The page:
Amyotrophic lateral sclerosis (ALS), also known as Lou Gehrig’s Disease, is a progressive neurodegenerative disease that affects the nerve cells in the brain and spinal cord. This degeneration leads to muscle weakness, muscle atrophy, and spontaneous muscle activity.
ALS usually affects individuals between age 40 and 70, and the disease progresses rapidly once it is diagnosed. There is no cure for ALS, but there are treatments that may slow the progression of the disease in some people.
Military veterans have twice the risk of the general population of being diagnosed with ALS, according to the ALS Association. The link between military service and ALS is not fully understood, but it is present regardless of the time period when the Veteran served, the branch of military in which he or she served, or whether service was during a time of peace or a time of war.
Because of the link between ALS and military service, the VA has made ALS a presumptive disease for veterans. Unlike other presumptive conditions, which may require service during a specific time period or at a specific location, ALS is broadly presumptive for all veterans with 90 days or more of continuous active duty in the military.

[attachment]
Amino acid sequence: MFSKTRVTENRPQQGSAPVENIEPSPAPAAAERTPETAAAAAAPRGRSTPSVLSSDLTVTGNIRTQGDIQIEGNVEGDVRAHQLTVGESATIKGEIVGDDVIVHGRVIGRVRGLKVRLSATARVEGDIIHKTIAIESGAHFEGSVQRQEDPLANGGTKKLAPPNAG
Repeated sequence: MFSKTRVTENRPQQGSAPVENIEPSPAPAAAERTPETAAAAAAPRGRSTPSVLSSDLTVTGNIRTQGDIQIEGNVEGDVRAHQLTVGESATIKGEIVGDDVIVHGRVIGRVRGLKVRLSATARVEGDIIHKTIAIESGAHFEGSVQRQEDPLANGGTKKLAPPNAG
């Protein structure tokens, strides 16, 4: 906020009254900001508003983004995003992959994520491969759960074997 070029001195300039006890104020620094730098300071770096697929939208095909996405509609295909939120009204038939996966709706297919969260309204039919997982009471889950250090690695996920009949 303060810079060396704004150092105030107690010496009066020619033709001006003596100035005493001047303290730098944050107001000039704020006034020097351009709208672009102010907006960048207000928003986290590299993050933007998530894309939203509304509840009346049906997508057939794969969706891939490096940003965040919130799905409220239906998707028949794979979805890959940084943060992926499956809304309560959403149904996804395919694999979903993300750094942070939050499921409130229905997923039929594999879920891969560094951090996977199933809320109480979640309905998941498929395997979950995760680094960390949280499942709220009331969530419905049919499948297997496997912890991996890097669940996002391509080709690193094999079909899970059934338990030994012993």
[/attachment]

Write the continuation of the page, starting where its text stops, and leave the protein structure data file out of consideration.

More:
There are several reasons that the VA treats ALS as a presumptive illness for all veterans. First, the disease progresses so rapidly that it can be difficult for the Veteran to deal with the claims process, or the even more lengthy appeals process, as the disease continues to worsen. The life expectancy of a person with ALS is typically two to five years from the time of diagnosis, although some individuals can live for much longer with the disease.
ALS is also a difficult disease to diagnose, and the causes are not fully understood, making it difficult to provide medical evidence of the disease and its connection to military service. ALS typically starts with muscle weakness or stiffness, which progresses to wasting and paralysis of the muscles of the limbs and trunk, as well as those that control speech, swallowing, and later breathing.
ALS of any severity has a minimum rating of 100% disabling. If you have ALS, or have previously been denied when filing a claim for disability benefits for ALS, talk to a veterans attorney about your case.
Talk to an experienced veterans law practitioner to learn more about the appeals process. Our veterans lawyers have helped thousands of veterans with their VA disability compensation appeals. Contact us for a no-cost consultation.